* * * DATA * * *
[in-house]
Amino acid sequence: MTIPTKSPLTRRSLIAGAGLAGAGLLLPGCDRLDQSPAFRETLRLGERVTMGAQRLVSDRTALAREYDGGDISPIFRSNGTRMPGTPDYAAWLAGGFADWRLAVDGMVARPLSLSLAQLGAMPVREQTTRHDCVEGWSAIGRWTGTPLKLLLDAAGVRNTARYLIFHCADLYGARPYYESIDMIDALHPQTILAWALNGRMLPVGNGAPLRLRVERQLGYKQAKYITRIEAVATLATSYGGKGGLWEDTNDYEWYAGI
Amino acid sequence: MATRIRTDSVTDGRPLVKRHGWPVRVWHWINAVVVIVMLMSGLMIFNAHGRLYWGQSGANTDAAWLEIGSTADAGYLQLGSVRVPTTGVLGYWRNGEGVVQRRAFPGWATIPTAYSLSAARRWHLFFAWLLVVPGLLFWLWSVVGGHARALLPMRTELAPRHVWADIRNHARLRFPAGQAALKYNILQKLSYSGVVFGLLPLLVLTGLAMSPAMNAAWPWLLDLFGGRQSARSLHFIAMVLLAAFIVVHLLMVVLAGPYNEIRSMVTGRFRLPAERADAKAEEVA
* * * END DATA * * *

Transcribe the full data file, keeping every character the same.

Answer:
[in-house]
Amino acid sequence: MTIPTKSPLTRRSLIAGAGLAGAGLLLPGCDRLDQSPAFRETLRLGERVTMGAQRLVSDRTALAREYDGGDISPIFRSNGTRMPGTPDYAAWLAGGFADWRLAVDGMVARPLSLSLAQLGAMPVREQTTRHDCVEGWSAIGRWTGTPLKLLLDAAGVRNTARYLIFHCADLYGARPYYESIDMIDALHPQTILAWALNGRMLPVGNGAPLRLRVERQLGYKQAKYITRIEAVATLATSYGGKGGLWEDTNDYEWYAGI
Amino acid sequence: MATRIRTDSVTDGRPLVKRHGWPVRVWHWINAVVVIVMLMSGLMIFNAHGRLYWGQSGANTDAAWLEIGSTADAGYLQLGSVRVPTTGVLGYWRNGEGVVQRRAFPGWATIPTAYSLSAARRWHLFFAWLLVVPGLLFWLWSVVGGHARALLPMRTELAPRHVWADIRNHARLRFPAGQAALKYNILQKLSYSGVVFGLLPLLVLTGLAMSPAMNAAWPWLLDLFGGRQSARSLHFIAMVLLAAFIVVHLLMVVLAGPYNEIRSMVTGRFRLPAERADAKAEEVA